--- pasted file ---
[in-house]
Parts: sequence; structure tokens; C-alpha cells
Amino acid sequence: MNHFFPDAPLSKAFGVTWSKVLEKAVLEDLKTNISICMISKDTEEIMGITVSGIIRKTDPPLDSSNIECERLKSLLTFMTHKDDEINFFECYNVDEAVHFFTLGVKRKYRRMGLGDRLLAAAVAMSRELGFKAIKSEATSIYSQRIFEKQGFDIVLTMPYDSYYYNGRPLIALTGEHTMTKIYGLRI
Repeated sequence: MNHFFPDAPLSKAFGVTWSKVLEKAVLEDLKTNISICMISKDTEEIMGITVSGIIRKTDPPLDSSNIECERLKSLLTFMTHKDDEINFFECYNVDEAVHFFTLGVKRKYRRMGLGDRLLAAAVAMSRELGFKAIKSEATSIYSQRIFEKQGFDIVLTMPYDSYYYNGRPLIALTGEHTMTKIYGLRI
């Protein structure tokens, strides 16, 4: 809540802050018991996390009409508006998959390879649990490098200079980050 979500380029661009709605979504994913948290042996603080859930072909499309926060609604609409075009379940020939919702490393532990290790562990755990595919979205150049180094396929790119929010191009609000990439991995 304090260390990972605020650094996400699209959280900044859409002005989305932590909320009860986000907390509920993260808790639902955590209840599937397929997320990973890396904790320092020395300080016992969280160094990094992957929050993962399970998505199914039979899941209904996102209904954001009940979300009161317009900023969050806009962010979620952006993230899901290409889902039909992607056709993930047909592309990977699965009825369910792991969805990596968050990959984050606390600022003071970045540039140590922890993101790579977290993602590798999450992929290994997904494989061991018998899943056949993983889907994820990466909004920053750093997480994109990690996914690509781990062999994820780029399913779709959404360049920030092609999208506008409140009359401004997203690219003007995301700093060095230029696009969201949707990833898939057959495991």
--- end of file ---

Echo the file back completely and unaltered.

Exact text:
[in-house]
Parts: sequence; structure tokens; C-alpha cells
Amino acid sequence: MNHFFPDAPLSKAFGVTWSKVLEKAVLEDLKTNISICMISKDTEEIMGITVSGIIRKTDPPLDSSNIECERLKSLLTFMTHKDDEINFFECYNVDEAVHFFTLGVKRKYRRMGLGDRLLAAAVAMSRELGFKAIKSEATSIYSQRIFEKQGFDIVLTMPYDSYYYNGRPLIALTGEHTMTKIYGLRI
Repeated sequence: MNHFFPDAPLSKAFGVTWSKVLEKAVLEDLKTNISICMISKDTEEIMGITVSGIIRKTDPPLDSSNIECERLKSLLTFMTHKDDEINFFECYNVDEAVHFFTLGVKRKYRRMGLGDRLLAAAVAMSRELGFKAIKSEATSIYSQRIFEKQGFDIVLTMPYDSYYYNGRPLIALTGEHTMTKIYGLRI
């Protein structure tokens, strides 16, 4: 809540802050018991996390009409508006998959390879649990490098200079980050 979500380029661009709605979504994913948290042996603080859930072909499309926060609604609409075009379940020939919702490393532990290790562990755990595919979205150049180094396929790119929010191009609000990439991995 304090260390990972605020650094996400699209959280900044859409002005989305932590909320009860986000907390509920993260808790639902955590209840599937397929997320990973890396904790320092020395300080016992969280160094990094992957929050993962399970998505199914039979899941209904996102209904954001009940979300009161317009900023969050806009962010979620952006993230899901290409889902039909992607056709993930047909592309990977699965009825369910792991969805990596968050990959984050606390600022003071970045540039140590922890993101790579977290993602590798999450992929290994997904494989061991018998899943056949993983889907994820990466909004920053750093997480994109990690996914690509781990062999994820780029399913779709959404360049920030092609999208506008409140009359401004997203690219003007995301700093060095230029696009969201949707990833898939057959495991």